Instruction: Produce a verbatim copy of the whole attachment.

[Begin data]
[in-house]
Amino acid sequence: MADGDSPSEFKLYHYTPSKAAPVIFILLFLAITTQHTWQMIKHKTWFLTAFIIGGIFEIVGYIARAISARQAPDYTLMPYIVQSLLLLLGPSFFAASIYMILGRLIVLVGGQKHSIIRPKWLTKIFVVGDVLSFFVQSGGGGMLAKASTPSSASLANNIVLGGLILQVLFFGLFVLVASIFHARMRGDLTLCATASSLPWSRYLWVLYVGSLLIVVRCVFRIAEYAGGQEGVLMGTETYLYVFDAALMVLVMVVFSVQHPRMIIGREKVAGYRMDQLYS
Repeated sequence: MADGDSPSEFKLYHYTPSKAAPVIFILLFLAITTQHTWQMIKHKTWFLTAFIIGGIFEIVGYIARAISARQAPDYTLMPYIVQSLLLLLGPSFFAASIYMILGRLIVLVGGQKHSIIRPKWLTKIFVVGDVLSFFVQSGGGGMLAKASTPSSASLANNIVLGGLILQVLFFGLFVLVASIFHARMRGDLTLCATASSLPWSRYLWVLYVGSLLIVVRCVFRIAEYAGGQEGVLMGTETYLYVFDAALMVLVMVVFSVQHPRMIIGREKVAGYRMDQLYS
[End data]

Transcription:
[in-house]
Amino acid sequence: MADGDSPSEFKLYHYTPSKAAPVIFILLFLAITTQHTWQMIKHKTWFLTAFIIGGIFEIVGYIARAISARQAPDYTLMPYIVQSLLLLLGPSFFAASIYMILGRLIVLVGGQKHSIIRPKWLTKIFVVGDVLSFFVQSGGGGMLAKASTPSSASLANNIVLGGLILQVLFFGLFVLVASIFHARMRGDLTLCATASSLPWSRYLWVLYVGSLLIVVRCVFRIAEYAGGQEGVLMGTETYLYVFDAALMVLVMVVFSVQHPRMIIGREKVAGYRMDQLYS
Repeated sequence: MADGDSPSEFKLYHYTPSKAAPVIFILLFLAITTQHTWQMIKHKTWFLTAFIIGGIFEIVGYIARAISARQAPDYTLMPYIVQSLLLLLGPSFFAASIYMILGRLIVLVGGQKHSIIRPKWLTKIFVVGDVLSFFVQSGGGGMLAKASTPSSASLANNIVLGGLILQVLFFGLFVLVASIFHARMRGDLTLCATASSLPWSRYLWVLYVGSLLIVVRCVFRIAEYAGGQEGVLMGTETYLYVFDAALMVLVMVVFSVQHPRMIIGREKVAGYRMDQLYS